|Publication number||US6487048 B1|
|Application number||US 09/618,201|
|Publication date||Nov 26, 2002|
|Filing date||Jul 18, 2000|
|Priority date||Jul 18, 2000|
|Publication number||09618201, 618201, US 6487048 B1, US 6487048B1, US-B1-6487048, US6487048 B1, US6487048B1|
|Inventors||George Anthony Dunn|
|Original Assignee||International Business Machines Corporation|
|Export Citation||BiBTeX, EndNote, RefMan|
|Patent Citations (11), Non-Patent Citations (1), Referenced by (24), Classifications (17), Legal Events (6)|
|External Links: USPTO, USPTO Assignment, Espacenet|
This invention relates generally to computer disk drives. More specifically, the invention relates to a flexible cable used in integrated lead suspension for interconnecting a read-write head to electronic circuitry in the computer hard drive and a method for making such cable.
Computer hard drives often use a flexible ribbon cable to carry signals to and from the read/write head. The cable generally comprises one or more conductors sandwiched between two layers of flexible insulating material. As the data transfer rate to and from the storage increases to the gigahertz range, the need for a durable and flexible cable carrying high frequency current with constant electrical characteristics also increases. Especially when the cable has to be twisted and bent to fit a specific physical geometry of a suspension assembly in a computer hard disk drive. Usually, the suspension assembly is made of different materials. When the flexible cable meets different materials underneath it, the characteristic impedance of the cable changes. As a result, the reflection coefficient of the flexible cable changes, creating losses and unwanted reflection at high frequency. In addition to the increase in the speed of computer's data retrieval to and from the storage, the size of computer and hard drive are also reduced as in lap top computers. In such situation, the flexible cable needs to fit snugly with the suspension assembly more than ever before. As the flexible cable is placed on the suspension assembly to carry information to and from the hard drive, it also has to be bent around sharps turns according to the physical geometry of each type of assembly. As a result, the characteristic impedance of the cable changes and unwanted reflection along the cable increases, making impedance matching even more challenging. Moreover, in a compact hard drive environment, the temperature may be very high, and the suspension assembly moves constantly to retrieve information, shortening the lifetime of the flexible cable. Furthermore, in high frequency application, electromagnetic interference (EMI) may distort the signals that go through the cable.
One prior art solution is to electrically ground the conductors on either side of sensitive signals. This design improves the signal quality at frequencies up to a few hundred Megahertz. However, the electromagnetic (EMI) problems still persist.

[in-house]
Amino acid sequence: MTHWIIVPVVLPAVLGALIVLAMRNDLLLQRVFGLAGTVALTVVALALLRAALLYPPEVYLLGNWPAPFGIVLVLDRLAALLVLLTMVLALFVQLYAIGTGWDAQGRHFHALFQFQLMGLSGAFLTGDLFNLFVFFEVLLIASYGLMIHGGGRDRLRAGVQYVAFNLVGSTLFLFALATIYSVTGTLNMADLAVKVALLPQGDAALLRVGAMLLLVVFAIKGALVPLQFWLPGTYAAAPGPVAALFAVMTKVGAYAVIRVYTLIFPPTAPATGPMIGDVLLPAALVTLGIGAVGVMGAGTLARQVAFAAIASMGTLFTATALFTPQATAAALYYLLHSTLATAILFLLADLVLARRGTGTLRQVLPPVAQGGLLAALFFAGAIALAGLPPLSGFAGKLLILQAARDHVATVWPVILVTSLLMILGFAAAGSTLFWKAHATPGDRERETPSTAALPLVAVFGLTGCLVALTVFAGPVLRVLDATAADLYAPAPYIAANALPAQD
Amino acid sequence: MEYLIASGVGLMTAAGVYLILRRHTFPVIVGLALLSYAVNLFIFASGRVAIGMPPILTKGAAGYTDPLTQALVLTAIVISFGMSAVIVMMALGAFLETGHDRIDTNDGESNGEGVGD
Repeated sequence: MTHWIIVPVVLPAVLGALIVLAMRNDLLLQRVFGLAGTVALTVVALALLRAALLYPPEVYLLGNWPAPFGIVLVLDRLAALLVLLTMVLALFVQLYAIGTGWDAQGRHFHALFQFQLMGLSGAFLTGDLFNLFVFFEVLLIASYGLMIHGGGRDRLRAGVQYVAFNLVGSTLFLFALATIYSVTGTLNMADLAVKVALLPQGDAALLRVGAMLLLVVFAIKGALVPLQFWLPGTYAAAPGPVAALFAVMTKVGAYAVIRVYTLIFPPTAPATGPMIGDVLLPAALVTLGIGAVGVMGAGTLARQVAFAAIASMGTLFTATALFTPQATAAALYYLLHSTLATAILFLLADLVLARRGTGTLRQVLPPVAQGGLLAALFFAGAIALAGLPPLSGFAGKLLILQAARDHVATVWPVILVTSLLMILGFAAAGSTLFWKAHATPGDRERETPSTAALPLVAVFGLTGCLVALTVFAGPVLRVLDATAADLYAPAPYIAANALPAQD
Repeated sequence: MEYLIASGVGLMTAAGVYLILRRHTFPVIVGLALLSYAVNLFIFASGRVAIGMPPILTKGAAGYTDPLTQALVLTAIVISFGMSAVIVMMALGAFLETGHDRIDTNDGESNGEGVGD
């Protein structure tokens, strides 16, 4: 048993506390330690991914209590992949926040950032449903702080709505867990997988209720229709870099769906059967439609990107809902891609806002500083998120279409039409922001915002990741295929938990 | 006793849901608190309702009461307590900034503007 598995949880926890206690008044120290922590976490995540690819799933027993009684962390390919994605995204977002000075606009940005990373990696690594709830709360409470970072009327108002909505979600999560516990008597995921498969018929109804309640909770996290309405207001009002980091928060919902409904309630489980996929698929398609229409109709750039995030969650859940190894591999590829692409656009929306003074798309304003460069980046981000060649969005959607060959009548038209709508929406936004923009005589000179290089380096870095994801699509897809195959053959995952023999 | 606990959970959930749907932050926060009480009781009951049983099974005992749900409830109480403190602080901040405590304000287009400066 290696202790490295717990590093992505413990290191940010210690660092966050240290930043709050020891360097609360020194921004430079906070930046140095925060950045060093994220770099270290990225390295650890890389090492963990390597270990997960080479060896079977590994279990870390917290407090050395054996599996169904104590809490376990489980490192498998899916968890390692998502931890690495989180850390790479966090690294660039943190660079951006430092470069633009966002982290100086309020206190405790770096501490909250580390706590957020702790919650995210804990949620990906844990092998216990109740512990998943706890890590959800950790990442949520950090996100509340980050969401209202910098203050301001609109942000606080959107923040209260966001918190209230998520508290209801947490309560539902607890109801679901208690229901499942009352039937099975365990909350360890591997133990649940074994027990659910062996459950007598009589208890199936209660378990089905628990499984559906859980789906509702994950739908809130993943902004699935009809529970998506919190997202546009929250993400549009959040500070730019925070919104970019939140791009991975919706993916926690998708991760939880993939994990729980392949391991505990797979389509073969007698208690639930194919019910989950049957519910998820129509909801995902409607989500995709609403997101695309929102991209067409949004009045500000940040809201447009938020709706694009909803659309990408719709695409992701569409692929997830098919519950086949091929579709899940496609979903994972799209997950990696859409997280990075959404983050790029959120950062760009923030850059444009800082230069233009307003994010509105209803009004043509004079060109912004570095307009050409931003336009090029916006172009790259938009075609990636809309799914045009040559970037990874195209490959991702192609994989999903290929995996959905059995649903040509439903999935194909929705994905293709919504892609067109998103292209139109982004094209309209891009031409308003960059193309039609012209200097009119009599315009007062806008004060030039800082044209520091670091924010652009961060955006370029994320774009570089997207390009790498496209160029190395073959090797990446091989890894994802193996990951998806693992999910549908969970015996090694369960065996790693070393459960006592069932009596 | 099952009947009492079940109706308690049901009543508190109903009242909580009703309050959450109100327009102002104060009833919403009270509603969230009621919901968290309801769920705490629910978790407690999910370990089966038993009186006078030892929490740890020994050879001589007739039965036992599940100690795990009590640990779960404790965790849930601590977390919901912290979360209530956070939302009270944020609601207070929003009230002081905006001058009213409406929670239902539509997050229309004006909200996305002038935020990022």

One prior art solution to the EMI problem is to coat the cable with a conductive paint to prevent the electromagnetic radiation from penetrating the cable. However, if the suspension assembly moves constantly and under high temperature, the conductive paint tends to crack. Thus, the flexible cable becomes unreliable and has to be changed regularly.
In 1989, the inventor of the present application proposed a solution to the above problems. He disclosed a flexible cable comprising of a parallel conductors disposed between two flexible insulating substrates. The two flexible insulating substrates were glued together. One of the flexible insulating substrate was punched with holes along its length to expose a center conductor. A layer of aluminum was sputter deposited over the surface of the cable, making electrical contact with the center conductor. The aluminum layer and the center conductor were electrically grounded to make the flexible cable behave as a shielded coaxial cable. Although the sputter coating solution solved the cracking problem of the conductive paint coating, the sputter deposited aluminum layer did not adhere to the polymer materials used in the insulating substrates. Therefore, a need existed in the art for a flexible cable having a strongly adhering conductive coating and a method for fabricating same.
It is a principle objective of this invention is to make a flexible cable having a strongly adhering sputter deposited conductive layer. It is a further object to provide a flexible cable with a constant characteristic impedance Z0. It is an additional object to provide flexible cable that can also be used in environments with varying geometry without any unwanted reflection or changes in its electrical characteristics, or with EMI problems. It is also an object of the present invention to provide a flexible cable with a sputter deposited conductive layer that can also sustain the heat and constant motion of the suspension assembly without cracking.